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regular-article-logo Wednesday, 24 July 2024

Come clean on NEET 'leak': Supreme Court to Modi government, National Testing Agency

'Imagine a situation where a person who has played fraud on the system has become a doctor, he is more deleterious to the society,' a bench of Justices Vikram Nath and S.V.N. Bhatti told the Centre’s counsel, Kanu Agrawal, and advocate V. Kaushik appearing for the NTA

R. Balaji New Delhi Published 19.06.24, 06:29 AM
The Supreme Court.

The Supreme Court. File picture

The Supreme Court on Tuesday asked the Centre and the National Testing Agency (NTA) to come clean on the controversy over the NEET paper leak and cautioned that a candidate becoming a doctor through fraudulent means was “deleterious to the society”.

“Imagine a situation where a person who has played fraud on the system has become a doctor, he is more deleterious to the society,” a bench of Justices Vikram Nath and S.V.N. Bhatti told the Centre’s counsel, Kanu Agrawal, and advocate V. Kaushik appearing for the NTA.

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The court was hearing a fresh petition filed by Nitin Vijay seeking a probe into
the alleged NEET question paper leak.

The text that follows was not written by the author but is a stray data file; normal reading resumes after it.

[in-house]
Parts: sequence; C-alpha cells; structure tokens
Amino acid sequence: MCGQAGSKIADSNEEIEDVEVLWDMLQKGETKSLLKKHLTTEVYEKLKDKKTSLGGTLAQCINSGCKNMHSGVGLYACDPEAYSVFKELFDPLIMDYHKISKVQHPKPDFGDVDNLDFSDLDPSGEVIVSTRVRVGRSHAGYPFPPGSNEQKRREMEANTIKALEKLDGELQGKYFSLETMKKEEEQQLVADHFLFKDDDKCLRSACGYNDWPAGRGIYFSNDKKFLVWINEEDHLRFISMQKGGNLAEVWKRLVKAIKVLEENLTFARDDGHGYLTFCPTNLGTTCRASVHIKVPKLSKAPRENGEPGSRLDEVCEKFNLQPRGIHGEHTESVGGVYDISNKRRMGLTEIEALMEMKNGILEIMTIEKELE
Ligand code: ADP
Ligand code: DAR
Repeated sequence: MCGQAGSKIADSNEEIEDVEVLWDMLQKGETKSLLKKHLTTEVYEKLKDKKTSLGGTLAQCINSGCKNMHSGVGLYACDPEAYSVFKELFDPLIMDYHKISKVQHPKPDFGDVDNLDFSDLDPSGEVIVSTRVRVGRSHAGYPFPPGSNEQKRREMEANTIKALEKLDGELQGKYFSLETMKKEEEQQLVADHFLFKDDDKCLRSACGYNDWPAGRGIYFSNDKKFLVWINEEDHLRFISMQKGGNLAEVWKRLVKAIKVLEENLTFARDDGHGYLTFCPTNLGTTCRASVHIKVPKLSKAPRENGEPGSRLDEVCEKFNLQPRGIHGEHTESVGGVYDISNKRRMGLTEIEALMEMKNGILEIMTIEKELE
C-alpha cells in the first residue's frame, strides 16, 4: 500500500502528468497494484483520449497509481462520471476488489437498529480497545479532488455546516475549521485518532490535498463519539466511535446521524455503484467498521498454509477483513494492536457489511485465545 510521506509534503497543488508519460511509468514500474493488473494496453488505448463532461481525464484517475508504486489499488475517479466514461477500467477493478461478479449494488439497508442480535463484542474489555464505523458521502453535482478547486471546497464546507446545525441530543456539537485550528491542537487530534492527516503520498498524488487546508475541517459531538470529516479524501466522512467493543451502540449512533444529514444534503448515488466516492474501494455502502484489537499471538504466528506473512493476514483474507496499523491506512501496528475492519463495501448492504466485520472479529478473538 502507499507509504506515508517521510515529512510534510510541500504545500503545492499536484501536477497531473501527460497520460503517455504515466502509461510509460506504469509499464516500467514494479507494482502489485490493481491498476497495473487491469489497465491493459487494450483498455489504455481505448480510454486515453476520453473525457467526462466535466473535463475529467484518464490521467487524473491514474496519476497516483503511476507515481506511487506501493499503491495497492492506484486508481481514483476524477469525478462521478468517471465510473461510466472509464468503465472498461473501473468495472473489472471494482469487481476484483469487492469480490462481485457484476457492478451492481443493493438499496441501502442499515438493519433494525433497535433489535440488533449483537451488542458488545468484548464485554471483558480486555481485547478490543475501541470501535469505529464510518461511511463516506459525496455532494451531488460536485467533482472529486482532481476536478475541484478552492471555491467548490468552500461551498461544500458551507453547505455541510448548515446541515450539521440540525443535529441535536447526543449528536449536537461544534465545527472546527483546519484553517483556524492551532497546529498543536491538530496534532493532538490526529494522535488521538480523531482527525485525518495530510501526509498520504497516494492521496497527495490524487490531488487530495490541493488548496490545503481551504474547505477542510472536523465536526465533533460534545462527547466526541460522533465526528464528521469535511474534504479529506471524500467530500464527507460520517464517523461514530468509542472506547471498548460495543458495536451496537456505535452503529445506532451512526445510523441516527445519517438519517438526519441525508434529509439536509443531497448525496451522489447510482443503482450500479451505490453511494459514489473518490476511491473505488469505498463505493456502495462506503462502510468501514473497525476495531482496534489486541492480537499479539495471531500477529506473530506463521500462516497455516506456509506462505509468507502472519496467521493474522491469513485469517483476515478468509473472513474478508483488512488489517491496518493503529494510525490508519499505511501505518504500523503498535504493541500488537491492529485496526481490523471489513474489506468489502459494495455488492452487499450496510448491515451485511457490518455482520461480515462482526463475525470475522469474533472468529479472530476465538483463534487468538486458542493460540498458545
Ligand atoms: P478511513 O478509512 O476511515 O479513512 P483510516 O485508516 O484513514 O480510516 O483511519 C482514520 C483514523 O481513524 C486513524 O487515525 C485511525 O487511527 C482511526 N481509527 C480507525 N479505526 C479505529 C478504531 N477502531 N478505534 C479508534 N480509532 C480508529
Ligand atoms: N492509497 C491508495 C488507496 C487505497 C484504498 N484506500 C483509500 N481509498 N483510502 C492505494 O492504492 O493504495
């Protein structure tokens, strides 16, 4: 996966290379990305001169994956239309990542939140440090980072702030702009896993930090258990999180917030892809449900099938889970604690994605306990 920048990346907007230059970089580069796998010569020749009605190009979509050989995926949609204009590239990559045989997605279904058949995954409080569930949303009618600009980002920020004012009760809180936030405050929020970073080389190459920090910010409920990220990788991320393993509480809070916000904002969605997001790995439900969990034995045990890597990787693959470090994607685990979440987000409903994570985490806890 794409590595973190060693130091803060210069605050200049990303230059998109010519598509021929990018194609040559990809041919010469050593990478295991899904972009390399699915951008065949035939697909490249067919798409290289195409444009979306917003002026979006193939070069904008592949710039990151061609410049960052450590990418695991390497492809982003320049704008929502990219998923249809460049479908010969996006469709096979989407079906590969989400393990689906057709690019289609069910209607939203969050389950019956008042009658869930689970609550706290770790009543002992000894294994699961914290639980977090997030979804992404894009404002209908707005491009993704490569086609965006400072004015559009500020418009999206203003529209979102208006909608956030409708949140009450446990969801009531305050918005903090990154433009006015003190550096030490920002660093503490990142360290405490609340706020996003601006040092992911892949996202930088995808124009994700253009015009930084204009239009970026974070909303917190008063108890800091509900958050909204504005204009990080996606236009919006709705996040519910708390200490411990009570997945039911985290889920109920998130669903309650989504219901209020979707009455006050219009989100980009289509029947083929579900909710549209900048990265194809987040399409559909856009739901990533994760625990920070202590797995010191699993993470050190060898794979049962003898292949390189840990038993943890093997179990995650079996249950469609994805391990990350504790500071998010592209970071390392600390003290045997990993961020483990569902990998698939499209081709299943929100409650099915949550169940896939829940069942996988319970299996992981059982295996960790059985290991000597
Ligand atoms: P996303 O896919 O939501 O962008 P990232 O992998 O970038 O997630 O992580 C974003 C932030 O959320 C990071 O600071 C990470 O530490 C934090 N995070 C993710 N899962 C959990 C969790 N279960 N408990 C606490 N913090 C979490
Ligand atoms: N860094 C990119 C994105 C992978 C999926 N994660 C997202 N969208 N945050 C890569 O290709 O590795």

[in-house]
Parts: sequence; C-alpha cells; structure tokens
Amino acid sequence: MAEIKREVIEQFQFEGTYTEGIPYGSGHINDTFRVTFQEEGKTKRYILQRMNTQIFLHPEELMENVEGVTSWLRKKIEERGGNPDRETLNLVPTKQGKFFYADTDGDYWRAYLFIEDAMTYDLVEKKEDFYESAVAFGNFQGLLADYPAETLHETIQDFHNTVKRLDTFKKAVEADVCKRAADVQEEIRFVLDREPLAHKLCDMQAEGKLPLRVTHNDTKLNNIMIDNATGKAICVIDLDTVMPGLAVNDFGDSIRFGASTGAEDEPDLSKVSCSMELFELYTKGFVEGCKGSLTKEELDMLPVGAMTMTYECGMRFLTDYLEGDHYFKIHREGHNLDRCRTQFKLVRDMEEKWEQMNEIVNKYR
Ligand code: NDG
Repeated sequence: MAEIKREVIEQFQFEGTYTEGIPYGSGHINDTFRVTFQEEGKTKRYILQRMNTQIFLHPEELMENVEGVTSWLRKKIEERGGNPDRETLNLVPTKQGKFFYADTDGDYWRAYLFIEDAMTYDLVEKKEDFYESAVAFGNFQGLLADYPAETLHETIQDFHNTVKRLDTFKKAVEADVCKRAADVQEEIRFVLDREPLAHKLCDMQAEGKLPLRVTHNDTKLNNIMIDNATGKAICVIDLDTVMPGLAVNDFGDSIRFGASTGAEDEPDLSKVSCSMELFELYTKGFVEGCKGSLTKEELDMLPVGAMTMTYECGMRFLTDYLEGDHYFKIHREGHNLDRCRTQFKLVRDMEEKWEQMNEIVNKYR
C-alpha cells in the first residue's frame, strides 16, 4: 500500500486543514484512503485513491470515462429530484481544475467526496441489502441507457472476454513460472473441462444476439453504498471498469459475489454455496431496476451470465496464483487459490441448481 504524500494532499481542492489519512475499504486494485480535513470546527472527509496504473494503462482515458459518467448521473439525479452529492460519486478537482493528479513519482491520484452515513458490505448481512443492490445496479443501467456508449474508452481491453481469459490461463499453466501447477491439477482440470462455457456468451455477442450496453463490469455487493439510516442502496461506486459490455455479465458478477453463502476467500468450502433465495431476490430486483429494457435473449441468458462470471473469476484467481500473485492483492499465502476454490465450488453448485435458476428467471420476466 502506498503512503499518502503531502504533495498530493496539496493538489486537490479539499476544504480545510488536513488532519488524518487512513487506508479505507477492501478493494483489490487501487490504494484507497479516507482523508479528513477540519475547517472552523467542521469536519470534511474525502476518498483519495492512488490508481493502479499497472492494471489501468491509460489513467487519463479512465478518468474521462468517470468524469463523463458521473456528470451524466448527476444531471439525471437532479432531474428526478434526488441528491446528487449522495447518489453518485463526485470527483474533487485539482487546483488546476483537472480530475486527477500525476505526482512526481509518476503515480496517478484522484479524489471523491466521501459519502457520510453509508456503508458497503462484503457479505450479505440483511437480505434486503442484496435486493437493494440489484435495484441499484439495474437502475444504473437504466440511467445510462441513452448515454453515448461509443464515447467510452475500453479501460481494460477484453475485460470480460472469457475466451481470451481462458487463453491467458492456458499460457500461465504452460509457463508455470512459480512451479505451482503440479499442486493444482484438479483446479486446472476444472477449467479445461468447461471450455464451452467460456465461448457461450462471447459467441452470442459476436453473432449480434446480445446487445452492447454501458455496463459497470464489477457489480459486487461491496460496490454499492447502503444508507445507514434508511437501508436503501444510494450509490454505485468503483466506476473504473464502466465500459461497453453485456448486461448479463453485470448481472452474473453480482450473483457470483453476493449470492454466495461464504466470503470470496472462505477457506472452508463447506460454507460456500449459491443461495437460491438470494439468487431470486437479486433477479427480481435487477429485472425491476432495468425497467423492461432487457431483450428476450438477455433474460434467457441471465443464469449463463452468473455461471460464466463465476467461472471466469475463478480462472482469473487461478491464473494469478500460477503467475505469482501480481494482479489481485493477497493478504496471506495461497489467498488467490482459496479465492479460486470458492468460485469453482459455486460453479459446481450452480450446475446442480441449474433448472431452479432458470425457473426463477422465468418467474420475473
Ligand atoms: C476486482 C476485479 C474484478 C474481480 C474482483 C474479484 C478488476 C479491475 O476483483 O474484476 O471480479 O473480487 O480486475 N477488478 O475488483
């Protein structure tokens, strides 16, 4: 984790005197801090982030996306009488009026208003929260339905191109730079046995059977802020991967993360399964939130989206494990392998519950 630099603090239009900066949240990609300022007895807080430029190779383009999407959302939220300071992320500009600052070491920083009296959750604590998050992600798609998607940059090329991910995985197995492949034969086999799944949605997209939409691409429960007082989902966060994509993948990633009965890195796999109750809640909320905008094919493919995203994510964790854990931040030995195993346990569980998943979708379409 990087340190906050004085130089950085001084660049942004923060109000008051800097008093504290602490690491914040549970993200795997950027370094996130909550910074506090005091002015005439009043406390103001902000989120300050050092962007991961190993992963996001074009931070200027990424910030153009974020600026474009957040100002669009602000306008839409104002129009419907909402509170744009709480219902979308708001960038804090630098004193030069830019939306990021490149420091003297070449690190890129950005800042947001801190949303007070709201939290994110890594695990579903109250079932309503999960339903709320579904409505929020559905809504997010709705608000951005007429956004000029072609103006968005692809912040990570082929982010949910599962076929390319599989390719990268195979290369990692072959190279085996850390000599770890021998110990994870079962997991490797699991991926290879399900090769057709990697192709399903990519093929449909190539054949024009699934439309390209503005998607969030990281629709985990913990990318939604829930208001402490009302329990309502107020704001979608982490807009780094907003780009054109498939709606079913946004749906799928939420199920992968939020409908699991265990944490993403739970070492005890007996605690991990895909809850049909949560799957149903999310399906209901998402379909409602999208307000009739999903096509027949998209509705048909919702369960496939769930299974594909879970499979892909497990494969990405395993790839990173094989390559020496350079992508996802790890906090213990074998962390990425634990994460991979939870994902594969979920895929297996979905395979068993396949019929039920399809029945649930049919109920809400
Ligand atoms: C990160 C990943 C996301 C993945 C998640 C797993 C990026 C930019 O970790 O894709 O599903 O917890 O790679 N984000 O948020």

The apex court had earlier issued notices to the Centre and the NTA on a batch of petitions seeking a CBI probe into the alleged leak and other irregularities in the conduct of NEET, including grace marks awarded to 1,563 candidates.

“Even if there is 0.001 per cent negligence on the part of anyone, it should be thoroughly dealt with,” the bench said on Tuesday.

The court said thousands of children had put in hard labour to prepare for the exam and it was the duty of the government to admit mistakes in the conduct of the exam.

“Your stance ought not to change the moment you enter the court representing an agency which is responsible for the conduct of the exams. You must stand firm. If there is a mistake, say, yes, there is a mistake and we are going to take action. That inspires confidence in your performance,” Justice Bhatti said.

The court also told the government and the NTA that it was easy to identify the mistakes and the persons responsible for them.

“If someone keeps a table in front of him and finds out the performance of the candidates one can easily identify where it has gone wrong. How many cell phones were used? Where are the places from where the papers(leakage) had come?” the bench said.

The apex court posted the matter, along with the other petitions on this year’s NEET row, for further hearing on July 8.

The National Eligibility-cum-Entrance Test-undergraduate (NEET-UG) was held on May 5. Around 22 lakh students had appeared for the exam. The NTA conducted the test across 4,750 centres in 571 cities in India, including 14 abroad.

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